4 out of 5 Stars
Dana has not had much of a life for the past seven years, ever since she was raped during her first year of college. She can’t touch or be touched by any man, not even those closest to her. Her therapist has all but given up on her, but Dana is ready to make one last effort to take her life back. She seeks out the help of someone she trusts entirely—her brother’s best friend, professional hockey player Eric.
Eric has his own problems to deal with during the remainder of the hockey season, but he can’t say no to Dana’s request. Although he’s hesitant to cause her any pain by going along with her plan, he doesn’t want anyone else to touch her either. She’s also his first love, and he fears letting her go will be harder than anything else.
Overall, this was an enjoyable, well-written story. Although it dealt with the subject of rape, that act was in the past and we only saw bits and pieces of it—just enough to give us the history and explain why Dana is the way she is.
The slow process of Dana being able to accept Eric’s touch (and eventually touch him in return) was believable. Her panic attacks felt real to the reader. As she became more comfortable with Eric, the panic lessened and the touching grew at an appropriate pace. The chemistry between Dana and Eric was palpable, so when they finally got to REALLY touch each other, it nearly exploded off the page. Although this story was written from both characters’ points of view, which I usually don’t like, they both did have a story to tell. There wasn’t much overlap and each of their issues was resolved.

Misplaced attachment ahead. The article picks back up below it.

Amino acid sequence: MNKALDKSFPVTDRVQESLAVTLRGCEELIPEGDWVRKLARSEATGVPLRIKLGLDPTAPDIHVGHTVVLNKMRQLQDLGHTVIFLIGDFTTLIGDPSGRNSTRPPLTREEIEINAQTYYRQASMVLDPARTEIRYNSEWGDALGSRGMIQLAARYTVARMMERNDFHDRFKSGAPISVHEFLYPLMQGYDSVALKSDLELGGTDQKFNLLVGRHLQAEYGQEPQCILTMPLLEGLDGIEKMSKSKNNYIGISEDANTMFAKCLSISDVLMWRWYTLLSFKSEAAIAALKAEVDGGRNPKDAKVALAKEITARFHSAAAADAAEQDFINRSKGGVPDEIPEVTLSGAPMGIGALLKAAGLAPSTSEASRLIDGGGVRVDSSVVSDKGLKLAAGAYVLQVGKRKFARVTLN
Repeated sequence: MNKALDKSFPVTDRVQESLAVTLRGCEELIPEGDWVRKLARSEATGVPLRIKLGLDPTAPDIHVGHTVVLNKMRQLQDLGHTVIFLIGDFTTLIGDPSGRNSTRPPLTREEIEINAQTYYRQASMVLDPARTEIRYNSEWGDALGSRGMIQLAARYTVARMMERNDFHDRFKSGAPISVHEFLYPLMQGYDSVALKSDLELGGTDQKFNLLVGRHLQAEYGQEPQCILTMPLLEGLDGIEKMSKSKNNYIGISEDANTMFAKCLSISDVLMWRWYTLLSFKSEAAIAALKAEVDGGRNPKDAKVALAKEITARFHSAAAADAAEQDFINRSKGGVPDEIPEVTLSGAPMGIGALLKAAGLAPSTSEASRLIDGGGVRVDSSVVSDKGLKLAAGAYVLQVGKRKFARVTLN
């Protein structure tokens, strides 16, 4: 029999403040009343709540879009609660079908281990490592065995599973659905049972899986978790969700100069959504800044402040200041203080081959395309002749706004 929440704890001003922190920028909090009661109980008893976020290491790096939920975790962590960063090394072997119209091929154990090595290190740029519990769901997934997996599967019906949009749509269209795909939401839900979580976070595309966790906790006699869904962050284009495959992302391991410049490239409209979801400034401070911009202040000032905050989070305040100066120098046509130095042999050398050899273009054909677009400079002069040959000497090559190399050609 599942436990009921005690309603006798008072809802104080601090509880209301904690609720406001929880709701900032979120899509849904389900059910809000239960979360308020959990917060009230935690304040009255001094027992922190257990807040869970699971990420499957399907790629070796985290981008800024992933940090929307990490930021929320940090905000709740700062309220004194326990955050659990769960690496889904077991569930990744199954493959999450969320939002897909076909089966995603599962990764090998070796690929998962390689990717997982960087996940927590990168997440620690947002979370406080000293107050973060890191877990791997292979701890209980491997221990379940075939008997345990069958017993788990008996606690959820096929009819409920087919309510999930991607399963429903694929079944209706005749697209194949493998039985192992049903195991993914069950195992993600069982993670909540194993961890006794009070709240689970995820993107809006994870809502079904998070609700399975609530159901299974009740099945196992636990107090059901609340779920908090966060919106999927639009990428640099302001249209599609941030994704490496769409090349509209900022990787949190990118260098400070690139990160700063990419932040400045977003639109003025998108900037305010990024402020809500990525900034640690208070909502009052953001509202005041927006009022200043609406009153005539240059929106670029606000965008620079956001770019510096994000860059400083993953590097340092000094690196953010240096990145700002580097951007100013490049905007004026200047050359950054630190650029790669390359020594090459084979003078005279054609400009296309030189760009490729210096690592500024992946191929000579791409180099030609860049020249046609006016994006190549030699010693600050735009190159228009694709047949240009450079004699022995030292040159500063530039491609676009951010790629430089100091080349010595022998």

The main drawback of this book for me was the amount of hockey. I love hockey; don’t get me wrong. It’s what actually drew me to the book in the first place. But there were several times where it was just too much narration of a game that Dana was watching or Eric was playing.
I also wasn’t thrilled with how Dana refused to listen to Eric’s words. He more or less told her how he felt about her throughout the book, yet she continually thought he only liked her as her brother’s kid sister and that he was repulsed by having to touch her. He never once gave off that impression. I understand she was damaged and not likely to recognize normal signals, but it was just too much for me. Of course, this misunderstanding was what led to the climax of the book, so I’m not sure there was a better way to go about it other than leaving out all the times she thought of herself as “kid.”
I did enjoy reading this story though, and the few minor editorial issues I found were not bothersome. I read it quickly and would likely read more by this author.